Plant Heritage and the Threatened Plants Project
00:00 - 00:00
A request for help
Threatened Plants Appeal
"By supporting the Threatened Plants Appeal, you will be instrumental in not only safeguarding it, but also ensuring that our work carries on." Alan Titchmarsh
Plumpton College is assisting Plant Heritage to collate much needed information to ascertain the status of cultivars in the UK and Ireland
Why Conserve Cultivated Plants?
The importance of the socio-cultural value of plants has been accepted and enshrined in the current set of global targets for biodiversity.
Aichi Target 13 states:
"By 2020, the genetic diversity of cultivated plants and farmed and domesticated animals and of wild relatives, including other socio-economically as well as culturally valuable species, is maintained, and strategies have been developed and implemented for minimizing genetic erosion and safeguarding their genetic diversity."
This is very exciting for Plant Heritage as it recognises that the work we are doing is of international importance.
A Nation of Growers
As a natural habitat, Britain is unique. Our climate is cool but temperate, with both alpine and marine regions. We have a number of micro-climates, and stretches of coastline washed by the Gulf Stream. With a little care we can, and do, grow virtually anything.
The lost garden of Britain
British growers have a long history of collecting plant material from the wild and hybridising. In decades past, small independent growers would compile catalogues containing literally hundreds of garden plants.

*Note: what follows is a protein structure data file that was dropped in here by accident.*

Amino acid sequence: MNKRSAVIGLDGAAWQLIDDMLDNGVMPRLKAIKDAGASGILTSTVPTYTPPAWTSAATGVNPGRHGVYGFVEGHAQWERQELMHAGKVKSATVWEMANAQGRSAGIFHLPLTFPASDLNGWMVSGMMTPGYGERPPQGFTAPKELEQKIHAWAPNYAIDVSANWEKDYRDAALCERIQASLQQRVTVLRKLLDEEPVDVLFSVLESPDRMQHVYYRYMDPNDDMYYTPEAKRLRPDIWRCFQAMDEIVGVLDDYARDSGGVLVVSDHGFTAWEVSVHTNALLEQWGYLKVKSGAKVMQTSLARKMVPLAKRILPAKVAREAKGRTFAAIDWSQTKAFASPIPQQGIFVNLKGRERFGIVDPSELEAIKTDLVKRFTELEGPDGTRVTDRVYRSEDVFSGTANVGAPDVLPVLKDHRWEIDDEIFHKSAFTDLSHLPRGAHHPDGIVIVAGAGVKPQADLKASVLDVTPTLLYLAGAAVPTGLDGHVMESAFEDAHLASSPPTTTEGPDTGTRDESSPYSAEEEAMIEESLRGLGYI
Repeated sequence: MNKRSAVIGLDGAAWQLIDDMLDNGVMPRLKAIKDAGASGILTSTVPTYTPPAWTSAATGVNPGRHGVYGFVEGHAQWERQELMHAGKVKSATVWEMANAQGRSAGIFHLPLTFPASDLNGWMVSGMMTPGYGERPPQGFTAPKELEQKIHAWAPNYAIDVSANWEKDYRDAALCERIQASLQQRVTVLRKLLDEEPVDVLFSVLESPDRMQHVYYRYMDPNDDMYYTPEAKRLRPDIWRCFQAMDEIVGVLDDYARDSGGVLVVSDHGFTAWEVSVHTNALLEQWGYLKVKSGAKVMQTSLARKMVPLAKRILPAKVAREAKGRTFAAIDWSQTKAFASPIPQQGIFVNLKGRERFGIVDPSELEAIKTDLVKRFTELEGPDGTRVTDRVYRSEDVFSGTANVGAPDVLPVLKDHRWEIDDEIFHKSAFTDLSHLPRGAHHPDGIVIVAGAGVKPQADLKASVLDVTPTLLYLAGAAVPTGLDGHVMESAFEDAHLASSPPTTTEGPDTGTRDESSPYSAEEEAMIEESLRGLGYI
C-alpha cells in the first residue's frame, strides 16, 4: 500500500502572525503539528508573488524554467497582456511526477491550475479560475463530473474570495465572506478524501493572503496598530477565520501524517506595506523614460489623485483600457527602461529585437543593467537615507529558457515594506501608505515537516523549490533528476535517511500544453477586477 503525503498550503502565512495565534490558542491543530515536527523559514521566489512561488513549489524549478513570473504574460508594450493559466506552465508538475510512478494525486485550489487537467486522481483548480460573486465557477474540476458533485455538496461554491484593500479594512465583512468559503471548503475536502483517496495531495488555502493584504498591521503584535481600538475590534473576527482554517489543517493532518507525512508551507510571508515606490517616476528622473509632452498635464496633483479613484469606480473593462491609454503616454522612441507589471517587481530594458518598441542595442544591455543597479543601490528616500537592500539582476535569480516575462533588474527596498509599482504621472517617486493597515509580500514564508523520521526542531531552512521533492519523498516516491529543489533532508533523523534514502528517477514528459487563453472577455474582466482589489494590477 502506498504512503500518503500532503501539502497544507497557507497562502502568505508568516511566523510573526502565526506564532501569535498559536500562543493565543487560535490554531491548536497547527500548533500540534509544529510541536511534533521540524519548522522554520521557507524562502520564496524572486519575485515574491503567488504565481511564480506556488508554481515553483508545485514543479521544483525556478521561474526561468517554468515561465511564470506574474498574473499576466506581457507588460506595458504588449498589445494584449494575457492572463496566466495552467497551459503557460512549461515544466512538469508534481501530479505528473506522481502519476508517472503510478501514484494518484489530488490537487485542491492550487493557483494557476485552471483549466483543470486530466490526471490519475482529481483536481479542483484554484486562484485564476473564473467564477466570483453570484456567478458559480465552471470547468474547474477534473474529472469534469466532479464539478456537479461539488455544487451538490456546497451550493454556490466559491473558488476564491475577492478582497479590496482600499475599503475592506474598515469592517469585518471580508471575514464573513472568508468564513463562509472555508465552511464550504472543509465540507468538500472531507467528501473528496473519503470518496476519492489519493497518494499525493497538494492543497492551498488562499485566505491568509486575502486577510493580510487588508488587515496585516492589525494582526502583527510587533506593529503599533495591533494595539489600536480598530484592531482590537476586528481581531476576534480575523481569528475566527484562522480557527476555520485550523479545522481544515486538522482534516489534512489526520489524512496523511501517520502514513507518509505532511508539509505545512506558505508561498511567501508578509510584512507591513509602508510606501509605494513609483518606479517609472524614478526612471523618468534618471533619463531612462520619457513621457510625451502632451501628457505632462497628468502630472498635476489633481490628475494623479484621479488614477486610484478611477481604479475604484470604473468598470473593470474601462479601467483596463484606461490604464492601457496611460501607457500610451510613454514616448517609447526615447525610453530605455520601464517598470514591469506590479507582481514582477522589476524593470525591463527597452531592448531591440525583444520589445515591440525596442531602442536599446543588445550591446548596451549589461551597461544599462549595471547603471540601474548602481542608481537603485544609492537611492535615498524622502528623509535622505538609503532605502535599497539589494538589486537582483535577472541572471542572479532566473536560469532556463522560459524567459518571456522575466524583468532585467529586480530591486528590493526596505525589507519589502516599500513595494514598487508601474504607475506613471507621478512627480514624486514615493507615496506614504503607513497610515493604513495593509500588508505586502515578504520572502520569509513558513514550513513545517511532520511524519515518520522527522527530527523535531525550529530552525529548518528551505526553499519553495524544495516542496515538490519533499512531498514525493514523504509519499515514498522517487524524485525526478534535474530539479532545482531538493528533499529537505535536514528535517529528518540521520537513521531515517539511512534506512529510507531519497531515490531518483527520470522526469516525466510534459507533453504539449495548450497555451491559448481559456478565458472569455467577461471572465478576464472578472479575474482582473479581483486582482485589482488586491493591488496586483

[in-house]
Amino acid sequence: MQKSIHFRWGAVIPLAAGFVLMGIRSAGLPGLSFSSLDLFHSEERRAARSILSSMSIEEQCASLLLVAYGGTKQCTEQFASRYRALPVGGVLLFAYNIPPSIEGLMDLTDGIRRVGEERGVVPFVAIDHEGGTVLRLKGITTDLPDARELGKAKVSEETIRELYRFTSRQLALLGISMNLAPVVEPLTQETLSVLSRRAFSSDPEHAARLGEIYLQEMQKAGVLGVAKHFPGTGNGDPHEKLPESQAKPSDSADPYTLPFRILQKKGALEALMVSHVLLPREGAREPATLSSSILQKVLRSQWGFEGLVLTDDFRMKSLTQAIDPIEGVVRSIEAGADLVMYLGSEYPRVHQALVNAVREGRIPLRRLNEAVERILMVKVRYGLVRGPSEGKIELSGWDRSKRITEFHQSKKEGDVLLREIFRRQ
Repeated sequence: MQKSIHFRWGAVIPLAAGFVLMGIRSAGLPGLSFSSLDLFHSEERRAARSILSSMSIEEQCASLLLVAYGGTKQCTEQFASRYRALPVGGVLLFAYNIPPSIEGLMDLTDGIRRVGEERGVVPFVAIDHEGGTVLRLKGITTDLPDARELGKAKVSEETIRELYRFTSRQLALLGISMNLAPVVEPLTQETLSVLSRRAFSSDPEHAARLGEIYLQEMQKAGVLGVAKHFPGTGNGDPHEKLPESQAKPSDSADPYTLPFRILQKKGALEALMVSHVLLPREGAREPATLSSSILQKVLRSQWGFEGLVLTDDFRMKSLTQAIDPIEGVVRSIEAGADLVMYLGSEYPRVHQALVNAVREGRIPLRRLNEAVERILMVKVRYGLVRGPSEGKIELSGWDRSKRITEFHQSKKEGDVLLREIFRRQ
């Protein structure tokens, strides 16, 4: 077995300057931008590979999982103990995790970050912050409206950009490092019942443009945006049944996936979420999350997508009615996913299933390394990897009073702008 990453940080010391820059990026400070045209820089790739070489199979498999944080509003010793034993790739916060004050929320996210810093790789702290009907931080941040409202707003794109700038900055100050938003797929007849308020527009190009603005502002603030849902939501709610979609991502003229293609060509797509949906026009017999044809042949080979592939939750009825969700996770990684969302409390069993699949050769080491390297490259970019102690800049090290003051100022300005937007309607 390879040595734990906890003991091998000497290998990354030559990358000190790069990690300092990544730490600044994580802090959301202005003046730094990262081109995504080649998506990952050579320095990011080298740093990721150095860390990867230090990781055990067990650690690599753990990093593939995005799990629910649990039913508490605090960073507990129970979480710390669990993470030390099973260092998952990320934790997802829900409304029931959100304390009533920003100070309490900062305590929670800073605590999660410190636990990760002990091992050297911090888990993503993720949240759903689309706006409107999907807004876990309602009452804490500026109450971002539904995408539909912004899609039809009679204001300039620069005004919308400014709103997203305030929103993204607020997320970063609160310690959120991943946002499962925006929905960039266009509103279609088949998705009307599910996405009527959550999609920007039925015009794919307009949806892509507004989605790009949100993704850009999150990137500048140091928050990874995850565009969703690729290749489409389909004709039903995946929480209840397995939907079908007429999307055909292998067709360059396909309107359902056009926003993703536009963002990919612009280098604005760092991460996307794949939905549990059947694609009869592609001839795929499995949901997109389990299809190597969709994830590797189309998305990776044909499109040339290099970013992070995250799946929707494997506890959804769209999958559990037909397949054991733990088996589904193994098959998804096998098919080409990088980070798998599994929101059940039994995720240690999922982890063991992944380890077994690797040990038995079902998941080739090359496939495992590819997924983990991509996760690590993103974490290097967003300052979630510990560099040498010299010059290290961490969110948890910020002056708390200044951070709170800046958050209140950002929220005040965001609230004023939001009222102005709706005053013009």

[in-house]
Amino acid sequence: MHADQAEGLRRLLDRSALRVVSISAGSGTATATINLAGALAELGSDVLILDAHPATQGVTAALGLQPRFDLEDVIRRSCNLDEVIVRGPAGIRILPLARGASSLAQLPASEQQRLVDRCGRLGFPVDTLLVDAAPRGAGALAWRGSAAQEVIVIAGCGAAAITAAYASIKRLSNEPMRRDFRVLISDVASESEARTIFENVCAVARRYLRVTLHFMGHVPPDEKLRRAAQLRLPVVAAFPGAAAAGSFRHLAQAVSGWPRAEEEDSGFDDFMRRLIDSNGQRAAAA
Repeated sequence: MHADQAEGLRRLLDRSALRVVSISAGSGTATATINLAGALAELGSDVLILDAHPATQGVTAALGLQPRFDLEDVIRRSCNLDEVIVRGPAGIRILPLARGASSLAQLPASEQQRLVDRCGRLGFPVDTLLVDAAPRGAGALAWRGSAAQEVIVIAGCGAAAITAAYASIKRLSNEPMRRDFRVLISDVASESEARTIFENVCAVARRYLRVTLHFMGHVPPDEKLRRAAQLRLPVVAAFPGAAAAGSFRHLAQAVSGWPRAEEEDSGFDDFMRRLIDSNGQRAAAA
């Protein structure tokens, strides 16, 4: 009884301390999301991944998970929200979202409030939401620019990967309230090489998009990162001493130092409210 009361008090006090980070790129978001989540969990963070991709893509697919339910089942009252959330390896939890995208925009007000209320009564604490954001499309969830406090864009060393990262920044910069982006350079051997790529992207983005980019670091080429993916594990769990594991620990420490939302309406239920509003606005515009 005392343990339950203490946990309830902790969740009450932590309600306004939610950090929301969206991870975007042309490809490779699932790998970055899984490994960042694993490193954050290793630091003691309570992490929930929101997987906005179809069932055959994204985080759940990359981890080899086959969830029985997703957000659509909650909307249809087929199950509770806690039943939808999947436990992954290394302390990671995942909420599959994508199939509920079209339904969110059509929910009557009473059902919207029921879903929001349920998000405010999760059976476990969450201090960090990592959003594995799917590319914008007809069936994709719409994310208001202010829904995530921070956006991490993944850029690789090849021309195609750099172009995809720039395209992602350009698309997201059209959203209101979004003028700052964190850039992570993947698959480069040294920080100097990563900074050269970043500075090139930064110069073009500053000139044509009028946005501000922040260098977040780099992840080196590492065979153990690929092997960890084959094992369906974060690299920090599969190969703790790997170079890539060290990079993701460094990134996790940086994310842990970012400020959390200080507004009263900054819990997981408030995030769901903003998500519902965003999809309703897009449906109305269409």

Sadly, many of these are now lost for ever. And since many growers never recorded their work, we have also lost vital knowledge; a tantalising slice of social, cultural and horticultural history has simply died with them.
The IUCN have been assessing the conservation status of wild species for more than four decades to pinpoint those that are threatened with extinction.
The TPP fulfils a similar role for cultivars in the UK and Ireland, but goes a few steps further by assessing them for value and sourcing conservation plans. Identifying threatened plants enables Plant Heritage to use its resources where they are most needed.
How can you help?
We are trying to collate as much information as we can regarding cultivars from as many sources as possible.
Any growers who hold a specific genus of cultivars or a wide selection of genera which include cultivars in a list form or on a data base could help this very important project, which is working to ascertain and conserve threatened and endangered cultivars in the UK and Ireland.
Obviously this request doesn’t apply to any members who may hold a National Collection as this was Plant Heritages first point of call, followed up by contacting all the institutions, organisations and gardens on both the PlantNetwork and the BGCI data bases.
The only criteria to meet is that specimens must either be planted out permanently or continuously held in pots, which many growers may have for the use as stock plants.
If you can assist in this mammoth task we would like to receive your data base in order that all the projects findings can be as accurate as possible.
Plumpton College, Horticultural lecturer.
Tel 01273 890454. Ext 307
on behalf of Dr Kalani Seymour, Threatened Plants Project Manager, Plant Heritage, email TPP@plantheritage.org.uk, telephone 01483 447 540 Fax 01483 458 933
Learn more about our history
Since the original 400-acre College farm was bought back in 1919, Plumpton College has certainly seen a lot of changes.